Been looking into the Heart Sūtra very recently, but don't have anything to say about it since I'm not at all familiar with Buddhism (specifically Mahāyāna in this case) so I'll leave that up to someone else to get into if needs be since it looks like it has some layers to it. Actually wasn't aware that even Buddhism has sects, but with the world as big as it is, it really shouldn't have come as a surprise. 🤷‍♀️
Funny enough, I had a miraculous experience with the sacrament. While drinking the water, I tasted blood. But I wasn't about to go around declaring that a miracle, it wasn't that convincing of a thing, but it was enough that it stood out to me and I took it as a sign.

Much later on I noticed my gums bleeding when I'd brush my teeth. THAT'S why my water tasted like blood.

By the way, my ideal religion would basically take the afterlife and Eternal Progression concepts of Mormonism with the iconography of Orthodoxy and the music and general worship style of Pentecostalism. And the church would be peopled by Baptist youths and Mormon adults and we'd have that Baptist pastor in charge. The members would give sermons once a month, but the pastor would do it on the other weeks.* There'd be ancestor worship elements like Confucianism, but more focused on recent ancestors as opposed to famous distant ancestors. There'd might be something like Orthodox saints, but I'm not sure about that. On one hand, I like the idea of the close bonds people make with their local saints, but on the other hand, I like the idea of the paternal god who takes care of everything for you (instead of being divided by a somewhat uncaring, cold celestial bureaucracy).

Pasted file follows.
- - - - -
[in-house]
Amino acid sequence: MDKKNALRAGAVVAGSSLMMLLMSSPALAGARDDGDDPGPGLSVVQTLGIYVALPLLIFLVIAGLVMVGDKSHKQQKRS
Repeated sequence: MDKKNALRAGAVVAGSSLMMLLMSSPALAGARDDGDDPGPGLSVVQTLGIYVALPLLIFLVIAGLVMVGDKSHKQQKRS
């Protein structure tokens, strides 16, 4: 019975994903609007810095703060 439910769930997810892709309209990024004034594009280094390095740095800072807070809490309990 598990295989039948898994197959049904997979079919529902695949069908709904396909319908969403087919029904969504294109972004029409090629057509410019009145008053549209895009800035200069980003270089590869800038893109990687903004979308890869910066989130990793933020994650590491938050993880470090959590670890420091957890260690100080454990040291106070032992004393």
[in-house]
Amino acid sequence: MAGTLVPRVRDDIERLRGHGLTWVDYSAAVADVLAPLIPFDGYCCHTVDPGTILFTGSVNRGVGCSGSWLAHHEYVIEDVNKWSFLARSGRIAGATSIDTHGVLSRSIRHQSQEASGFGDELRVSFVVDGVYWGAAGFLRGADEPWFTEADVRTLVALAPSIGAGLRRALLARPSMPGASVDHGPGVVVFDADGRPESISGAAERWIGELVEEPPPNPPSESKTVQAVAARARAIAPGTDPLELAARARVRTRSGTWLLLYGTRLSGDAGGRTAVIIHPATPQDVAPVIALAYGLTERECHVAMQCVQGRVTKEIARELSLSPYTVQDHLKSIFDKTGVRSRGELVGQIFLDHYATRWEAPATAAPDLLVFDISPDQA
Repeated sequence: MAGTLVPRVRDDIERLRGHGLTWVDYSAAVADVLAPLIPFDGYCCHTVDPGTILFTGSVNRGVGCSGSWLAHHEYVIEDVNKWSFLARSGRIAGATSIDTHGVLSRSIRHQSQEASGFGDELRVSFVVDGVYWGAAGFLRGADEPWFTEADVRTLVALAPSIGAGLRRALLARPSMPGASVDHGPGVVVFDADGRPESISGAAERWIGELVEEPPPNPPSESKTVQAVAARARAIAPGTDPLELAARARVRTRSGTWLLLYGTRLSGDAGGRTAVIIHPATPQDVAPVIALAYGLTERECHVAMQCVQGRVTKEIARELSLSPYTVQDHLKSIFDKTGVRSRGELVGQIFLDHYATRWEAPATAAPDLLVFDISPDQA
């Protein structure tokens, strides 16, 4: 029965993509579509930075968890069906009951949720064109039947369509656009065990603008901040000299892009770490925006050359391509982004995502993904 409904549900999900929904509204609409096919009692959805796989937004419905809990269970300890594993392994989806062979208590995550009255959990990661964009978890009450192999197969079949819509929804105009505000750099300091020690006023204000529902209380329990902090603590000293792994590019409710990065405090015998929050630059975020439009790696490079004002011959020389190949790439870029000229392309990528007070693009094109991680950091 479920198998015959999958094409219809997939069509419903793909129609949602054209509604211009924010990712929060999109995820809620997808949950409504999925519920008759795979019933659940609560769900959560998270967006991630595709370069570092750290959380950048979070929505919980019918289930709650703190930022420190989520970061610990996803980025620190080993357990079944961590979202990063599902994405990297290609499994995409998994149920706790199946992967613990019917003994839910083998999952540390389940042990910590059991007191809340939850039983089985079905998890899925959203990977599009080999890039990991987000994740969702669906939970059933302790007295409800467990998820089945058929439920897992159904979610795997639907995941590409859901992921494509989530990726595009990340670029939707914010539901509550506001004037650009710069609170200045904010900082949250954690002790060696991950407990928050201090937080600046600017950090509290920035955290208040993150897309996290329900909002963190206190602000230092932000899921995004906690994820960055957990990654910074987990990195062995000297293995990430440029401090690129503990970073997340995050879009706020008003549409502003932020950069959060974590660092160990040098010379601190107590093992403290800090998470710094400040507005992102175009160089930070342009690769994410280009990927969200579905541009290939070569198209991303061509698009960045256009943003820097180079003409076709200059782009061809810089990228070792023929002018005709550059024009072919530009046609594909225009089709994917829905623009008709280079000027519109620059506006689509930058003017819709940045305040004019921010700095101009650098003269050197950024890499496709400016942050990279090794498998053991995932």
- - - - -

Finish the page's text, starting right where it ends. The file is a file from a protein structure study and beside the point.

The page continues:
I also sometimes think about star-worship, like taking astronomy/cosmology and just layering spirituality over it, but I haven't developed that idea much. There's not a lot of point in constructing religions, though, because religions are powerless without tradition behind them. A religion that isn't old enough and large enough to have sewn itself into a culture's fabric is just a naked fantasy.


*For those of you who don't know, in Mormonism, you don't have the bishop (priest) delivering the sermon, usually. Instead, it rotates through the members. I think it's really nice to have members do that, it makes it feel more tight-knit and gives a variety of perspective, but it also suffers because you lose the polish/learning that a professional preacher has.
 

Syaoran Li

White Trash Degenerate
True & Honest Fan
kiwifarms.net
Was raised non-denominational Protestant, went to an independent church with a vaguely Freewill Baptist theology as a kid.

As for what I personally believe, it's really hard to describe. I do believe in God or at least some kind of higher power, but I'm not a Christian or anything. I'm some kind of theist for sure.

I've heard some people describe me as a deist more than anything else, although I'm not entirely sure that specific label would fully apply either.